haha... (0)

Anonymous Coward | more than 3 years ago | (#36436740)

"You can (some) things with Bitcoin"

i guess it would have been too dishonest to say that you could "buy" anything with such a bullshit ponzi-scheme scam.

Here come the regulators.... (1)

xxxJonBoyxxx (565205) | more than 3 years ago | (#36436744)

How will your business change when countries regulate exchanges?

How do you ensure your exchange isn't being used for illicit purposes (to avoid being shut down by government authorities)?

e.g., http://wnflam.com/news/articles/2011/jun/08/senators-seek-crackdown-on-bitcoin-currency/ [wnflam.com]

Exchange rate (0)

gambino21 (809810) | more than 3 years ago | (#36436754)

What is the exchange rate between dollars and bit coins? How do these exchanges take place, and is there a risk that the value of bitcoins will deflate making them worthless?

Nobody cares about bitcoin. (0)

Anonymous Coward | more than 3 years ago | (#36436808)

And I'm a hipster.

Terrible interviewee - get Gavin instead (0)

Anonymous Coward | more than 3 years ago | (#36436816)

Amir isn't worth listening to. He loves online poker and getting customers to trade on his exchange, but is useless wrt technical knowledge and capabilities.

Watching him on TWi Startups left me cringing almost every time he opened his mouth - stuttering the same few bulletpoint ideas for an hour and showing little understanding of the questions he dived in on. An energetic guy who wants to make money using something new-and-exciting he may be, but Slashdot deserves much better for chatting about something as novel, useful and *technical* as bitcoin. Slashdot accepting people for an interview that cop-out of technical questions? What the shit, people - bad choice.

Gavin Andresen, on the otherhand is a technical guy (running the bitcoin.org project, no less) who happens to *also* run services and generally get the bigger picture.. he makes this thing tick, blogs his ideas and reactions to bitcoin coverage plus he tweets quite often to answer questions (..someone want to fetch him from the twitterverse?)

hypothesis (creds to #arlenarlenarlen) (1)

Okneff (522357) | more than 3 years ago | (#36436822)

Is bitcoin just a scam, invented by nVidia to sell GPUs?

How do you respond to Tyler Cowen? (1)

Shreav (195174) | more than 3 years ago | (#36436826)

See him here [marginalrevolution.com] , here [marginalrevolution.com] and here [marginalrevolution.com] .

In short: Although Bitcoin may have some admirable features as a medium of exchange, why do you suppose that it can represent a popularly desirable store of value when there are so many other excellent alternatives?

Note that a successful currency requires both features. Absent a reason to store value in bitcoins, people will keep their stock of wealth in other assets and then exchange them into bitcoins only when they need to engage in a transaction. But in that case, the real value of a bitcoin will be approximately zero; it will be slightly positive if the market deems its virtues as a medium of exchange to exceed those of other currencies, but beyond that, it will be zero.

free market (1)

marcuz (752480) | more than 3 years ago | (#36436856)

bitcoin is free market money. if you're not interested, nobody is forcing you to use it so stop whining about it not being regulated. just continue using your equally worthless dollars and trust your governments to save the day. some people buy gold because it's the most proven storage of wealth. some buy into schemes like stocks, bonds, etc. if some like the bitcoin so be it. perhaps its wise for some comrades to move to a socialist totalitarian country where everything is regulated and handled by the government.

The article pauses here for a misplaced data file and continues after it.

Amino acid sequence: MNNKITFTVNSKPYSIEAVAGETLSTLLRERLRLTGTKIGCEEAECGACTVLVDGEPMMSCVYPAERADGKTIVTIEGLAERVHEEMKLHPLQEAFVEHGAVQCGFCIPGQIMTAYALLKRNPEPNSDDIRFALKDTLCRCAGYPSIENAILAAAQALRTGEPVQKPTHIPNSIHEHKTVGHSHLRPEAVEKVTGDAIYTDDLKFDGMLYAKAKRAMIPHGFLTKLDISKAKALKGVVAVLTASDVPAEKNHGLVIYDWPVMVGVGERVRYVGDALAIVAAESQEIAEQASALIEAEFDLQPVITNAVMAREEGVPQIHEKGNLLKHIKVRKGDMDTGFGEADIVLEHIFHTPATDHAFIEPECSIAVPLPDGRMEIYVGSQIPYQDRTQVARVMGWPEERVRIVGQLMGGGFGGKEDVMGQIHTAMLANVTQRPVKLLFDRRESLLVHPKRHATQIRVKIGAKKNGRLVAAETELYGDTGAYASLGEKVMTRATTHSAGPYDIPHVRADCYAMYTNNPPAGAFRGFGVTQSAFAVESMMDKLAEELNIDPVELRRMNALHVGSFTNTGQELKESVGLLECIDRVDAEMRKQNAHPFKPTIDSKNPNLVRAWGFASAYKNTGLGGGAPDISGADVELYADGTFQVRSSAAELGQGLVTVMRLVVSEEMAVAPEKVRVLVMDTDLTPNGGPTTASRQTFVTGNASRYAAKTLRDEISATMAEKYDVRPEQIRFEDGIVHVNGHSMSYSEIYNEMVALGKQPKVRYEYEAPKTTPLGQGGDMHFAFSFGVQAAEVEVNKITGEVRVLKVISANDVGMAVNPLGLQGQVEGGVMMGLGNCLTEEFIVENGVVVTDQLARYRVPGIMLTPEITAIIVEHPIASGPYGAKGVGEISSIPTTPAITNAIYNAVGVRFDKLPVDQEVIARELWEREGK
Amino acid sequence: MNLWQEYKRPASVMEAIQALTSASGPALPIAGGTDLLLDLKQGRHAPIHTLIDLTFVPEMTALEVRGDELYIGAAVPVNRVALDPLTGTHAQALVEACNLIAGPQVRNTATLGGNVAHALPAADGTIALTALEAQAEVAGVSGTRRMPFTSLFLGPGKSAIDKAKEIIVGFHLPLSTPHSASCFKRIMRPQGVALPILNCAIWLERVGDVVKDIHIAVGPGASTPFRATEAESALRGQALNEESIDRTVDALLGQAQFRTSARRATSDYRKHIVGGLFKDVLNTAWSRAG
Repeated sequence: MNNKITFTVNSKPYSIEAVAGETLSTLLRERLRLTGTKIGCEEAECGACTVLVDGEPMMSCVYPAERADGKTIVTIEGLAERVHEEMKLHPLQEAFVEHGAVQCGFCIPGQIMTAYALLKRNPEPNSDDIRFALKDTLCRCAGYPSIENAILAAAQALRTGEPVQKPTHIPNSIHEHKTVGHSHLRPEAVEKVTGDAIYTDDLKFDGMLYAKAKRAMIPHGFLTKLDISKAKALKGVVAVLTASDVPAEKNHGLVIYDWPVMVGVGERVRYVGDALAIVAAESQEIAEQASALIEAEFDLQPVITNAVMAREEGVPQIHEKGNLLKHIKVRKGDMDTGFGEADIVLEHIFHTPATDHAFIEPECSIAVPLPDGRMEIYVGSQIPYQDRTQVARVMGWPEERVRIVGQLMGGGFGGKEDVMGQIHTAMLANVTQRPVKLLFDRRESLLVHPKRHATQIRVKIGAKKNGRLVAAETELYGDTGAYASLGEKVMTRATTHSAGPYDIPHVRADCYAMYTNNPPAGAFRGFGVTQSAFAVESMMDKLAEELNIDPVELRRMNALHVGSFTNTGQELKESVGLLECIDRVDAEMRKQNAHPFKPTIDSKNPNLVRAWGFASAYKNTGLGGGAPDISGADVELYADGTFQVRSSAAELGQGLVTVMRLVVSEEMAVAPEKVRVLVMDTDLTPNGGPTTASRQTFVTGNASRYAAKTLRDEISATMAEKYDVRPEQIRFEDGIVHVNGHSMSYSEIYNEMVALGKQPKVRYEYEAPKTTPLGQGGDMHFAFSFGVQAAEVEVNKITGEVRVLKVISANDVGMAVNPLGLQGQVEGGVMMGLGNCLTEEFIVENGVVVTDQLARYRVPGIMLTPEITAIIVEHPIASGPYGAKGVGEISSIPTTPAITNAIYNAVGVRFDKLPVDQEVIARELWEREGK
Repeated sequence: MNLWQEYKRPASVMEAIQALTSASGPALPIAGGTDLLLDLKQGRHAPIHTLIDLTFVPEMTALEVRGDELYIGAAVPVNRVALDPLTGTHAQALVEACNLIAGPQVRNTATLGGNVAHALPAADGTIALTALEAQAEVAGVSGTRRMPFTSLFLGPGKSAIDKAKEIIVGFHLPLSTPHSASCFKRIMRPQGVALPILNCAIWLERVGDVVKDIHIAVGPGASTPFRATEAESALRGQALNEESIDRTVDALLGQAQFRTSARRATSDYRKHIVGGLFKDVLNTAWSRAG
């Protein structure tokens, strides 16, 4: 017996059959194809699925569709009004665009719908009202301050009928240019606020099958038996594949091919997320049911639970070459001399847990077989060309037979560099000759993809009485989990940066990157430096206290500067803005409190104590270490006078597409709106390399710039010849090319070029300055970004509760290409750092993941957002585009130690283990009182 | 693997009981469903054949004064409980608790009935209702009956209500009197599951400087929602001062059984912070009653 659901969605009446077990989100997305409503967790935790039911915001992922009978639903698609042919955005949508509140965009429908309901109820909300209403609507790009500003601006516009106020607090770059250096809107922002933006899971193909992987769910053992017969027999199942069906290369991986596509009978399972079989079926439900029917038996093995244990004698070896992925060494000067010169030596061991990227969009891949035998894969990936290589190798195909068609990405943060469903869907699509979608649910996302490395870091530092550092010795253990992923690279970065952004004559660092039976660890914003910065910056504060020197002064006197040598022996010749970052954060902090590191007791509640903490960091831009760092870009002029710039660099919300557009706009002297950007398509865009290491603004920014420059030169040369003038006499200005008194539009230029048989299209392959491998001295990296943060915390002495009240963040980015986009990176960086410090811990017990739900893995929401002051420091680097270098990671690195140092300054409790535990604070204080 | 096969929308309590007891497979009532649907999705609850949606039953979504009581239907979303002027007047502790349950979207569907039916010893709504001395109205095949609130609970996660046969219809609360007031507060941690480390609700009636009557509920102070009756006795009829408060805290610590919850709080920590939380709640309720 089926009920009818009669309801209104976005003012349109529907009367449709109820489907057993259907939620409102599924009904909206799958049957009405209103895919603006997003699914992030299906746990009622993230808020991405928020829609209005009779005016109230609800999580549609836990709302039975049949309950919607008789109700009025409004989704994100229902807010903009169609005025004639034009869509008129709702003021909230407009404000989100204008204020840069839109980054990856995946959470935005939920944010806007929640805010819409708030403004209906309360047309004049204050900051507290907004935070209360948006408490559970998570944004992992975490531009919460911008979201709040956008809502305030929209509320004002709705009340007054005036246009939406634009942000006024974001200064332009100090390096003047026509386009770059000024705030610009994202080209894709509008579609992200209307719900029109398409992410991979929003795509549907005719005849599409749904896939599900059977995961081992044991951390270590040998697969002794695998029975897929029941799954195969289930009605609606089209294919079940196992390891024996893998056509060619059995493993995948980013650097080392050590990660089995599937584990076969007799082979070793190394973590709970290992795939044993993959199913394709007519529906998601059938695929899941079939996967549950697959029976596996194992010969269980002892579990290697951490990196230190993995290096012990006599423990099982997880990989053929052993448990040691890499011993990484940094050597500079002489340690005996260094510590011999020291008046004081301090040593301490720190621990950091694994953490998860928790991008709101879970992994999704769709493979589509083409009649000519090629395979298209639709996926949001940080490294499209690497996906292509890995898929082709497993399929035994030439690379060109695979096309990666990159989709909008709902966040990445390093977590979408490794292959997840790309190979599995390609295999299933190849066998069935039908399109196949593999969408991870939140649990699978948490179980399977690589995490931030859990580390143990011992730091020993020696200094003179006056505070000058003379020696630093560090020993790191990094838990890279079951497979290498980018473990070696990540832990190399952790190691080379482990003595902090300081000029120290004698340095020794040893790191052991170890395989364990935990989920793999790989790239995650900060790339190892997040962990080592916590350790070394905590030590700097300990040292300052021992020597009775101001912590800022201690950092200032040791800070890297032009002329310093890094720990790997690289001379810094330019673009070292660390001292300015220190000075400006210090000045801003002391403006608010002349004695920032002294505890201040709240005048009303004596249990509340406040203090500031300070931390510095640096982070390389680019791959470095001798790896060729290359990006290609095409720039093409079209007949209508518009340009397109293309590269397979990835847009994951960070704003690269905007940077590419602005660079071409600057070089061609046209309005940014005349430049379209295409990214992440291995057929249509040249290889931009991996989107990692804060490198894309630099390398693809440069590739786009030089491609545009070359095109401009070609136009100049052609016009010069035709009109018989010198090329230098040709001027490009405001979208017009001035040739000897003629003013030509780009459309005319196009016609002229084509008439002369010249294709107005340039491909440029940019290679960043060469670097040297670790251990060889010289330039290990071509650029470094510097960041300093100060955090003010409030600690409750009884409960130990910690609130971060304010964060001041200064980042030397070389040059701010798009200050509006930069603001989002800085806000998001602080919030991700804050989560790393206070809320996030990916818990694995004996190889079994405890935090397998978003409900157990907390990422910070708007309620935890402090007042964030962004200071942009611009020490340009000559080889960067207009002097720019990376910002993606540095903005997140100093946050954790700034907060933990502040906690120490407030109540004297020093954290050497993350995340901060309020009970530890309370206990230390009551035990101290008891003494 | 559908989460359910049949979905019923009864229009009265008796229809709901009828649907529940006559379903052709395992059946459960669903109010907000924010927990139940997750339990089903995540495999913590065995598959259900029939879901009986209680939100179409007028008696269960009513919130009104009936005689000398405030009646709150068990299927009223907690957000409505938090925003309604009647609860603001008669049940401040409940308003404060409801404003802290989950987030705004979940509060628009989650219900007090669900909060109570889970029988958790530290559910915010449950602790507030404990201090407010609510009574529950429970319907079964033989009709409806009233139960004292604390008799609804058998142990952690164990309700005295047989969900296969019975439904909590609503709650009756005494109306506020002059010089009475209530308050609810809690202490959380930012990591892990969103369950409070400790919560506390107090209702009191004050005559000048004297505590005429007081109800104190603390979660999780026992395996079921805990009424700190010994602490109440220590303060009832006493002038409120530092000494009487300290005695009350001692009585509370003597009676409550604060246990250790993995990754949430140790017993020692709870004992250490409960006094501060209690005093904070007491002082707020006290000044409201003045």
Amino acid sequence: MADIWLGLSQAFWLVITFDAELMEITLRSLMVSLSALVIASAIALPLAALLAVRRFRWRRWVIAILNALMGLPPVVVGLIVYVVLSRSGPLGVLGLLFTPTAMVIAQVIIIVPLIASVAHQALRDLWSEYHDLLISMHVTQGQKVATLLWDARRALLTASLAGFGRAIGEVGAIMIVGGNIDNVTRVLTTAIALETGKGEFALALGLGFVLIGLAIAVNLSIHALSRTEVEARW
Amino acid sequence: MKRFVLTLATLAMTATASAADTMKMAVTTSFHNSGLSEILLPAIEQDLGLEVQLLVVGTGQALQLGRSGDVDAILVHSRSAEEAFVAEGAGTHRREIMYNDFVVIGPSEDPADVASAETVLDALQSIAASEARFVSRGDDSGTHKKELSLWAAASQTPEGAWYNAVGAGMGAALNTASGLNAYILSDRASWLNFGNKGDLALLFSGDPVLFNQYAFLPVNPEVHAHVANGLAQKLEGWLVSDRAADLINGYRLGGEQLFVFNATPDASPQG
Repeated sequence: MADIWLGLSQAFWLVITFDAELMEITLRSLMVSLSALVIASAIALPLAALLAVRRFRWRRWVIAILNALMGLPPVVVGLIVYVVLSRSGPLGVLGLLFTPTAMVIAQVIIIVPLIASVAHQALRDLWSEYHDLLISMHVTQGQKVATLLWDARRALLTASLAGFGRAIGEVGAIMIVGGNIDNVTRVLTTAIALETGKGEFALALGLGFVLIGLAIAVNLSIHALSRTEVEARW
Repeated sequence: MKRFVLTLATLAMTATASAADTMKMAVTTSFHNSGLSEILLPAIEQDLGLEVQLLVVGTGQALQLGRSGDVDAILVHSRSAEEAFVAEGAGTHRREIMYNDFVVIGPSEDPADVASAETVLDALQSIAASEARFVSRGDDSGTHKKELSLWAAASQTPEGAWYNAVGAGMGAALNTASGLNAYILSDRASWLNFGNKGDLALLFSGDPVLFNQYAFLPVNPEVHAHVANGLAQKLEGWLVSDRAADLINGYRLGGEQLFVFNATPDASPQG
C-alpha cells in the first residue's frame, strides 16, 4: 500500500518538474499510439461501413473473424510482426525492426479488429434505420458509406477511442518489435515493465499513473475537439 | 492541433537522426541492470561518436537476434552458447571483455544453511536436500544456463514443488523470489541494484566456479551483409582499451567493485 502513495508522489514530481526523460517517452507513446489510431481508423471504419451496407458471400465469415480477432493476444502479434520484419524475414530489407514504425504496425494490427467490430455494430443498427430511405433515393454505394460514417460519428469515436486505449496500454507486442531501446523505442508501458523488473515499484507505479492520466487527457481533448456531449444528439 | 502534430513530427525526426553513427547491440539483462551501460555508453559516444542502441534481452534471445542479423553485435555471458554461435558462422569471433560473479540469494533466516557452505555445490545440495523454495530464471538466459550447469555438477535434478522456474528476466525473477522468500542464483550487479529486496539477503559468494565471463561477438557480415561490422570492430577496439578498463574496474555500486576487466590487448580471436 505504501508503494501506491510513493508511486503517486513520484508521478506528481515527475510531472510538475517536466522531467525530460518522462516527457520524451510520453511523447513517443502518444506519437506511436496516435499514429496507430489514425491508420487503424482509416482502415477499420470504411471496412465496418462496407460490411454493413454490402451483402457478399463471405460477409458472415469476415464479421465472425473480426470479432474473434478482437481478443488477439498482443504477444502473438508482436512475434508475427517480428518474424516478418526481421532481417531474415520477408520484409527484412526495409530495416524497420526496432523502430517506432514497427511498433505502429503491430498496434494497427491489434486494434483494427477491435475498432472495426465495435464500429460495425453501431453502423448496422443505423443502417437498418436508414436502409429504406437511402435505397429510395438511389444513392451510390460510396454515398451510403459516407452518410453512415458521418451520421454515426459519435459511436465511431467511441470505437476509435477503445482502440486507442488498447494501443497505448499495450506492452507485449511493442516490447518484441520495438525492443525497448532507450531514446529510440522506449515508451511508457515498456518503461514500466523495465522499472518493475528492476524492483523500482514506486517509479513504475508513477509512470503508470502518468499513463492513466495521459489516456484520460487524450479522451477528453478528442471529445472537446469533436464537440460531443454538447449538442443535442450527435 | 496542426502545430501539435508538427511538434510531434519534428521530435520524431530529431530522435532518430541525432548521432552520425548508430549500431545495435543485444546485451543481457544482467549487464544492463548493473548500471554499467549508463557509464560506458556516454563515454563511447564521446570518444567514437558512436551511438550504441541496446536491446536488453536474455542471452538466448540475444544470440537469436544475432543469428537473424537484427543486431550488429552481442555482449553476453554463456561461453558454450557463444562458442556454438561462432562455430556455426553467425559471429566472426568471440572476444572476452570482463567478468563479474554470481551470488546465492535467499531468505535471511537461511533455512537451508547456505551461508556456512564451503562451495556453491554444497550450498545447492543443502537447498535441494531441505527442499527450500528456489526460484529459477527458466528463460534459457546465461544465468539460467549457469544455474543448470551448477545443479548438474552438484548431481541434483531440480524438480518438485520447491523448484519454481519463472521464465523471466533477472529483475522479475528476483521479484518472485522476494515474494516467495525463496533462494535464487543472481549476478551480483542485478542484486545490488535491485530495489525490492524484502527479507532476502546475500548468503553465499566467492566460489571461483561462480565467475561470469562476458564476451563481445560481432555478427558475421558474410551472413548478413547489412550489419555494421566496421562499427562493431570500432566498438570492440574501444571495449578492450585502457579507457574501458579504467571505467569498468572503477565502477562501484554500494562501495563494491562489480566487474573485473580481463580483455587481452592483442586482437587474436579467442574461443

New Bitcoin Forum (1)

Anonymous Coward | more than 3 years ago | (#36436868)

Since I've discovered Bitcoins I've been very enthusiastic about the possibilities of a virtual currency.

In this paper http://www.newbitcoin.org/documents/newbitcoin.pdf I have tried to describe some problems of the current Bitcoin system, together with some possible improvements.

On the 'official Bitcoin forum' I have been trying to explain my views and express some concerns, resulting in:

        * Some positive reactions, some in public, some in private, for which I thank the issuers.
        * Some valid critique or discussions concerning content, for which I thank the issuers..
        * Way too many reactions, either with or without critique, containing disdain, misquotes or false accusations.
        * A forum policy where all 'newbies' were banned to a special 'Newbie area'.

The ban has been lifted, but I cannot be sure it will not happen again. Further, I want an open, civilized discussion, in order to come to a better Bitcoin, but decided to no longer waste my time on defending my paper on a forum where the atmosphere is more about trying to tackle one personally than about issuing valid critique.

It is my view that a lot of the agressiveness comes from the fact that already there seems to be a lot of money involved in Bitcoins and people are more worried about their investments than about Bitcoin improvements. And it is my opinion that a new Bitcoin distribution scheme is inevitable. I want to create an environment where this opinion can be explored freely.

Therefore, I want to invite anyone that shares my belief in a better Bitcoin on this forum: http://bitcoinforum.org. I also invite anyone with other opinions to spawn their critique, valid or not valid. With the only restriction that only polite and respectful posts will be allowed.

Load More Comments
Slashdot Login

Need an Account?

Forgot your password?
or Connect with...

Don't worry, we never post anything without your permission.

Submission Text Formatting Tips

We support a small subset of HTML, namely these tags:

  • b
  • i
  • p
  • br
  • a
  • ol
  • ul
  • li
  • dl
  • dt
  • dd
  • em
  • strong
  • tt
  • blockquote
  • div
  • quote
  • ecode

"ecode" can be used for code snippets, for example:

<ecode>    while(1) { do_something(); } </ecode>